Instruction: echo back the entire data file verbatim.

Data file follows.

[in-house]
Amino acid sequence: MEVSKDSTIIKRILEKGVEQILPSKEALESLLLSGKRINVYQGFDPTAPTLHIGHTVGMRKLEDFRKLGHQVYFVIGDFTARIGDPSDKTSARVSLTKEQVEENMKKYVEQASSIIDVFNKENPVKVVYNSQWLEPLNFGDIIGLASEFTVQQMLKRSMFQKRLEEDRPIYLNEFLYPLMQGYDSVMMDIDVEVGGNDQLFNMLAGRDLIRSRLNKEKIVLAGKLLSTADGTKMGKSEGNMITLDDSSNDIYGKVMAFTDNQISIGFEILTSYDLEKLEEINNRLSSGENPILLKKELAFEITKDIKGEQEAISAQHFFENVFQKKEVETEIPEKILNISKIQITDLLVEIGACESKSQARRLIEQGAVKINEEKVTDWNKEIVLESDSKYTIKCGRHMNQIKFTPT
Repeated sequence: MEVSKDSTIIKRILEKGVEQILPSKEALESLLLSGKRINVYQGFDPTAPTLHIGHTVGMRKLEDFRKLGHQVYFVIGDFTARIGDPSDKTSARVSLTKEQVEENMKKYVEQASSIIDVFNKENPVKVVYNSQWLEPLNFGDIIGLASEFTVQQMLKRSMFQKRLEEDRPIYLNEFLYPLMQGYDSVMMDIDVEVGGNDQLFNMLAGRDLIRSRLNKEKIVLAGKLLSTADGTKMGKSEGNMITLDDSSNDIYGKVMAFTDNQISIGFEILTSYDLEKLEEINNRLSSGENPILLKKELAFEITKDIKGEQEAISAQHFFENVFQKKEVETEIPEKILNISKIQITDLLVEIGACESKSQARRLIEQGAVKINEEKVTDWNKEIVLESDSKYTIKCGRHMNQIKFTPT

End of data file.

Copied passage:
[in-house]
Amino acid sequence: MEVSKDSTIIKRILEKGVEQILPSKEALESLLLSGKRINVYQGFDPTAPTLHIGHTVGMRKLEDFRKLGHQVYFVIGDFTARIGDPSDKTSARVSLTKEQVEENMKKYVEQASSIIDVFNKENPVKVVYNSQWLEPLNFGDIIGLASEFTVQQMLKRSMFQKRLEEDRPIYLNEFLYPLMQGYDSVMMDIDVEVGGNDQLFNMLAGRDLIRSRLNKEKIVLAGKLLSTADGTKMGKSEGNMITLDDSSNDIYGKVMAFTDNQISIGFEILTSYDLEKLEEINNRLSSGENPILLKKELAFEITKDIKGEQEAISAQHFFENVFQKKEVETEIPEKILNISKIQITDLLVEIGACESKSQARRLIEQGAVKINEEKVTDWNKEIVLESDSKYTIKCGRHMNQIKFTPT
Repeated sequence: MEVSKDSTIIKRILEKGVEQILPSKEALESLLLSGKRINVYQGFDPTAPTLHIGHTVGMRKLEDFRKLGHQVYFVIGDFTARIGDPSDKTSARVSLTKEQVEENMKKYVEQASSIIDVFNKENPVKVVYNSQWLEPLNFGDIIGLASEFTVQQMLKRSMFQKRLEEDRPIYLNEFLYPLMQGYDSVMMDIDVEVGGNDQLFNMLAGRDLIRSRLNKEKIVLAGKLLSTADGTKMGKSEGNMITLDDSSNDIYGKVMAFTDNQISIGFEILTSYDLEKLEEINNRLSSGENPILLKKELAFEITKDIKGEQEAISAQHFFENVFQKKEVETEIPEKILNISKIQITDLLVEIGACESKSQARRLIEQGAVKINEEKVTDWNKEIVLESDSKYTIKCGRHMNQIKFTPT